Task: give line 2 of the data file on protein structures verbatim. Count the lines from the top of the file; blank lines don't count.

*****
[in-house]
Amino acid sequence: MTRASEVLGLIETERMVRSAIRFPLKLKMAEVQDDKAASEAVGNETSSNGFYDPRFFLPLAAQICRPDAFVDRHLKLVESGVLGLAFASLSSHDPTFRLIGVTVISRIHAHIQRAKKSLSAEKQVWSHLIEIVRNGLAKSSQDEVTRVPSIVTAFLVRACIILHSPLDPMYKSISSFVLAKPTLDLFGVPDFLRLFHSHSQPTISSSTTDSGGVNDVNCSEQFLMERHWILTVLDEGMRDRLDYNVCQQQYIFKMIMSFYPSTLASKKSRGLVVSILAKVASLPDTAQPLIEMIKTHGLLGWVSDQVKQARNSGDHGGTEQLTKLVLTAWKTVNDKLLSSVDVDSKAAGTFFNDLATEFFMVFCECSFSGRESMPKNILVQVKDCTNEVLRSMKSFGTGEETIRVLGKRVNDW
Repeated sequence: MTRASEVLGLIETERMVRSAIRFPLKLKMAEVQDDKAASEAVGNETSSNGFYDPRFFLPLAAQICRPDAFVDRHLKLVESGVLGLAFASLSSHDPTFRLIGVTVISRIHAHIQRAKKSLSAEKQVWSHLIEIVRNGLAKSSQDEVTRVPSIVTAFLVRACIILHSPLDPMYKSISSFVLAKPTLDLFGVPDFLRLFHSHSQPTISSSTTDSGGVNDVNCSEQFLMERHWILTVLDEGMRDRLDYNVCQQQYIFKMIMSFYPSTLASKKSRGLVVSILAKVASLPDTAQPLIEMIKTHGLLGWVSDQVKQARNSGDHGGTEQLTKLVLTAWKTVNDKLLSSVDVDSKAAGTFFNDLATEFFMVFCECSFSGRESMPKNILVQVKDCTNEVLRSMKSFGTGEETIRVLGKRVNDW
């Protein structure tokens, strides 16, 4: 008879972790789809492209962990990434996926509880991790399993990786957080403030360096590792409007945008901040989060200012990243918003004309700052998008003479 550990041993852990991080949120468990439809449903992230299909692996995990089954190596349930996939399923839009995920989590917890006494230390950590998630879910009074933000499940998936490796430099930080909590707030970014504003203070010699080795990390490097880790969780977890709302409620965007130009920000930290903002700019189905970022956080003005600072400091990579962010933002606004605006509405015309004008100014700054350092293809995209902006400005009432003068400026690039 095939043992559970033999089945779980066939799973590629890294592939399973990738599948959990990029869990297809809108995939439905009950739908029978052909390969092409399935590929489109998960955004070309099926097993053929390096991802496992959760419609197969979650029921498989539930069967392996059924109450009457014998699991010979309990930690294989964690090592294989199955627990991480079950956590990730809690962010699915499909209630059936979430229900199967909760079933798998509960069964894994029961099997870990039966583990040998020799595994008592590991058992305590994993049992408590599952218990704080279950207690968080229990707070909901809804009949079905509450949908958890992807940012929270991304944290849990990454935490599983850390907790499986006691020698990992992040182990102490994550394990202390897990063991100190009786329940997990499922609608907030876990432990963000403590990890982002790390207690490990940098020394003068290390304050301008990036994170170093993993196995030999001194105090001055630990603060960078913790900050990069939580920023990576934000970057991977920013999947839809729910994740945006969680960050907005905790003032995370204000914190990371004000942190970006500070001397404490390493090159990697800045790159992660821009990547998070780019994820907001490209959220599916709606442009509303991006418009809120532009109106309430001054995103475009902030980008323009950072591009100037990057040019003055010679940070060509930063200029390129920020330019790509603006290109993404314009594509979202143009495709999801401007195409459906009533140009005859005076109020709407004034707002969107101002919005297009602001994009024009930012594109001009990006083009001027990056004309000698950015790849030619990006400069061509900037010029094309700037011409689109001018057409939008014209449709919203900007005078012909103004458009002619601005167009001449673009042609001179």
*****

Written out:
Amino acid sequence: MTRASEVLGLIETERMVRSAIRFPLKLKMAEVQDDKAASEAVGNETSSNGFYDPRFFLPLAAQICRPDAFVDRHLKLVESGVLGLAFASLSSHDPTFRLIGVTVISRIHAHIQRAKKSLSAEKQVWSHLIEIVRNGLAKSSQDEVTRVPSIVTAFLVRACIILHSPLDPMYKSISSFVLAKPTLDLFGVPDFLRLFHSHSQPTISSSTTDSGGVNDVNCSEQFLMERHWILTVLDEGMRDRLDYNVCQQQYIFKMIMSFYPSTLASKKSRGLVVSILAKVASLPDTAQPLIEMIKTHGLLGWVSDQVKQARNSGDHGGTEQLTKLVLTAWKTVNDKLLSSVDVDSKAAGTFFNDLATEFFMVFCECSFSGRESMPKNILVQVKDCTNEVLRSMKSFGTGEETIRVLGKRVNDW